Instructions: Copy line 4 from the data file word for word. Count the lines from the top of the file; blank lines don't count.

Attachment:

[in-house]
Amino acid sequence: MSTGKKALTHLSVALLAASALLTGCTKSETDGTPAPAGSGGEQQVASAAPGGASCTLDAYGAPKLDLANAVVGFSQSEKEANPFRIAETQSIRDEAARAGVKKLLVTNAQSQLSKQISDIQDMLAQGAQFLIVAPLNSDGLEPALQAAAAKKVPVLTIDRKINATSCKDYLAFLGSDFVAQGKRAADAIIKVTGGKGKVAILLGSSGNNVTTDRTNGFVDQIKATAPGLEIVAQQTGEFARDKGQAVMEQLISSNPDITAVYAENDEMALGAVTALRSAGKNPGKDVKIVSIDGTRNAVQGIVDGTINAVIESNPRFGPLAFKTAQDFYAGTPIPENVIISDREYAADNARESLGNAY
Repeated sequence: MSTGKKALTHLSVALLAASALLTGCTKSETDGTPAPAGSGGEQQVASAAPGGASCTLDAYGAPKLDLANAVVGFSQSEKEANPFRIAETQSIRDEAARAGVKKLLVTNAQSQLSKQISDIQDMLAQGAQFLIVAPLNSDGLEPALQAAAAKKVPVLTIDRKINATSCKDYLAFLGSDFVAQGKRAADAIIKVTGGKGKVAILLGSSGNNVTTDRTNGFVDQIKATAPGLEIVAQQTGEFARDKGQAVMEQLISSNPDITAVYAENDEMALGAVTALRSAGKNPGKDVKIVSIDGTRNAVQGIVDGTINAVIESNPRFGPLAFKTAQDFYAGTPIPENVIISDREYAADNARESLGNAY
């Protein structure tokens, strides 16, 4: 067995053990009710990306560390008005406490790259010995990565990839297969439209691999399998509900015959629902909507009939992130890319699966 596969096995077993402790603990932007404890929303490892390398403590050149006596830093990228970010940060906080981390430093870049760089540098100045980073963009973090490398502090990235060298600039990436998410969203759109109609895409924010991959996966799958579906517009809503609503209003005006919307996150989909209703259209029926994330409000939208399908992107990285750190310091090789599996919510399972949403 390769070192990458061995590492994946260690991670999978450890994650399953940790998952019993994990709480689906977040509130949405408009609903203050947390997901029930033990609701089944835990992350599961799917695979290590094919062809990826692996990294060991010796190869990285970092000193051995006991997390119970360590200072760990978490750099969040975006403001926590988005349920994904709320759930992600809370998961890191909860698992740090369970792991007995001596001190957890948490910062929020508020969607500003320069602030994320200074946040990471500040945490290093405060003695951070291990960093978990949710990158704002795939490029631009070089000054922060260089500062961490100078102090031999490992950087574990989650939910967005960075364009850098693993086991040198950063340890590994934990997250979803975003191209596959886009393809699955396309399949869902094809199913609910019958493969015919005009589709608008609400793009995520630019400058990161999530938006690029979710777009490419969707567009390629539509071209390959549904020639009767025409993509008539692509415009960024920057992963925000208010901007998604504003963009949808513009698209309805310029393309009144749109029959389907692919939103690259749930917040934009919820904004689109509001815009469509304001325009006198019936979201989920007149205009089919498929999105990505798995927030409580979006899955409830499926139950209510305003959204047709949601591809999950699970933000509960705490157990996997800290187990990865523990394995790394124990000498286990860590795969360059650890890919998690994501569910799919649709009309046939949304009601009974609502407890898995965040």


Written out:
């Protein structure tokens, strides 16, 4: 067995053990009710990306560390008005406490790259010995990565990839297969439209691999399998509900015959629902909507009939992130890319699966 596969096995077993402790603990932007404890929303490892390398403590050149006596830093990228970010940060906080981390430093870049760089540098100045980073963009973090490398502090990235060298600039990436998410969203759109109609895409924010991959996966799958579906517009809503609503209003005006919307996150989909209703259209029926994330409000939208399908992107990285750190310091090789599996919510399972949403 390769070192990458061995590492994946260690991670999978450890994650399953940790998952019993994990709480689906977040509130949405408009609903203050947390997901029930033990609701089944835990992350599961799917695979290590094919062809990826692996990294060991010796190869990285970092000193051995006991997390119970360590200072760990978490750099969040975006403001926590988005349920994904709320759930992600809370998961890191909860698992740090369970792991007995001596001190957890948490910062929020508020969607500003320069602030994320200074946040990471500040945490290093405060003695951070291990960093978990949710990158704002795939490029631009070089000054922060260089500062961490100078102090031999490992950087574990989650939910967005960075364009850098693993086991040198950063340890590994934990997250979803975003191209596959886009393809699955396309399949869902094809199913609910019958493969015919005009589709608008609400793009995520630019400058990161999530938006690029979710777009490419969707567009390629539509071209390959549904020639009767025409993509008539692509415009960024920057992963925000208010901007998604504003963009949808513009698209309805310029393309009144749109029959389907692919939103690259749930917040934009919820904004689109509001815009469509304001325009006198019936979201989920007149205009089919498929999105990505798995927030409580979006899955409830499926139950209510305003959204047709949601591809999950699970933000509960705490157990996997800290187990990865523990394995790394124990000498286990860590795969360059650890890919998690994501569910799919649709009309046939949304009601009974609502407890898995965040």